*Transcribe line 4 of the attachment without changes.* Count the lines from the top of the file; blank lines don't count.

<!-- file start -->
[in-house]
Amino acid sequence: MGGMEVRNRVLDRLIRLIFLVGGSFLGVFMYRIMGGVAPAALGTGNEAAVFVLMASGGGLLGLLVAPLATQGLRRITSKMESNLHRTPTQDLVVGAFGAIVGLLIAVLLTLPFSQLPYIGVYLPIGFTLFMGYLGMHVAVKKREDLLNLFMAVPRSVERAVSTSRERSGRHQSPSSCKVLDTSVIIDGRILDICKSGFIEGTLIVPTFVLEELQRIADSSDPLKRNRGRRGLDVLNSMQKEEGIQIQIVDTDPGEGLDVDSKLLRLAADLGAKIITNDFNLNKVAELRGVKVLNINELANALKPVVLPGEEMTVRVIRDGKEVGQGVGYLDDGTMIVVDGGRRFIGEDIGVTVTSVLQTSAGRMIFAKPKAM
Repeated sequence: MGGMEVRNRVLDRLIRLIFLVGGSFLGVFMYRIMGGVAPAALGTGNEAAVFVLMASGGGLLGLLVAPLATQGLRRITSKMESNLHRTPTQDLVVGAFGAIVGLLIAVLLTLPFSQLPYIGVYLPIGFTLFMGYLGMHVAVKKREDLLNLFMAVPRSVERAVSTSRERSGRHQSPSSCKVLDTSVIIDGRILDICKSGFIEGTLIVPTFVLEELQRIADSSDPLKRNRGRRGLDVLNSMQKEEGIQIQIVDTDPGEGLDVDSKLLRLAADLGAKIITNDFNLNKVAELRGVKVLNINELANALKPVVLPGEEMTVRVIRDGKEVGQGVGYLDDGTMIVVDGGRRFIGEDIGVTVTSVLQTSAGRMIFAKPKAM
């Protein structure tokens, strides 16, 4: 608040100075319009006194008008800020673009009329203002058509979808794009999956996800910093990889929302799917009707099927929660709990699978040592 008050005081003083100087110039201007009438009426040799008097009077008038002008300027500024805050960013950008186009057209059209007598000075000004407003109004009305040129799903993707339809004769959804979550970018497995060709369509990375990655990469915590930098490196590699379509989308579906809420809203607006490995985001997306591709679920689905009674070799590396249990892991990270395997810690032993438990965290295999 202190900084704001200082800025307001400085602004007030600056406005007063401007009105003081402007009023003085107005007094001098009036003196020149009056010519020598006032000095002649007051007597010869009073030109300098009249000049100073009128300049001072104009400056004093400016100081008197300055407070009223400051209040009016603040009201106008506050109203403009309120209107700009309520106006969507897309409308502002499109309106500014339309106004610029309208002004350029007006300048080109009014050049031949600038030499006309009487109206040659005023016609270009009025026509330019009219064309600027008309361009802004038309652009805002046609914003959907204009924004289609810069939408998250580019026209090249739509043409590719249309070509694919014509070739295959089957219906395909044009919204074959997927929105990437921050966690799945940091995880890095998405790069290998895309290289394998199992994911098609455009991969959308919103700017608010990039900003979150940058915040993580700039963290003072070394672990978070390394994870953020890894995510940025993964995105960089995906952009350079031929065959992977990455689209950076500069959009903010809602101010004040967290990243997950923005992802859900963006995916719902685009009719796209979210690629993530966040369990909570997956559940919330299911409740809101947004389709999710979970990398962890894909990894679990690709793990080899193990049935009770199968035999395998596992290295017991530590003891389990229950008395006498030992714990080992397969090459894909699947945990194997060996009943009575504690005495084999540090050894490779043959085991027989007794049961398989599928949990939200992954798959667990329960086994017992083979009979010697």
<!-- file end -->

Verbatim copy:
């Protein structure tokens, strides 16, 4: 608040100075319009006194008008800020673009009329203002058509979808794009999956996800910093990889929302799917009707099927929660709990699978040592 008050005081003083100087110039201007009438009426040799008097009077008038002008300027500024805050960013950008186009057209059209007598000075000004407003109004009305040129799903993707339809004769959804979550970018497995060709369509990375990655990469915590930098490196590699379509989308579906809420809203607006490995985001997306591709679920689905009674070799590396249990892991990270395997810690032993438990965290295999 202190900084704001200082800025307001400085602004007030600056406005007063401007009105003081402007009023003085107005007094001098009036003196020149009056010519020598006032000095002649007051007597010869009073030109300098009249000049100073009128300049001072104009400056004093400016100081008197300055407070009223400051209040009016603040009201106008506050109203403009309120209107700009309520106006969507897309409308502002499109309106500014339309106004610029309208002004350029007006300048080109009014050049031949600038030499006309009487109206040659005023016609270009009025026509330019009219064309600027008309361009802004038309652009805002046609914003959907204009924004289609810069939408998250580019026209090249739509043409590719249309070509694919014509070739295959089957219906395909044009919204074959997927929105990437921050966690799945940091995880890095998405790069290998895309290289394998199992994911098609455009991969959308919103700017608010990039900003979150940058915040993580700039963290003072070394672990978070390394994870953020890894995510940025993964995105960089995906952009350079031929065959992977990455689209950076500069959009903010809602101010004040967290990243997950923005992802859900963006995916719902685009009719796209979210690629993530966040369990909570997956559940919330299911409740809101947004389709999710979970990398962890894909990894679990690709793990080899193990049935009770199968035999395998596992290295017991530590003891389990229950008395006498030992714990080992397969090459894909699947945990194997060996009943009575504690005495084999540090050894490779043959085991027989007794049961398989599928949990939200992954798959667990329960086994017992083979009979010697």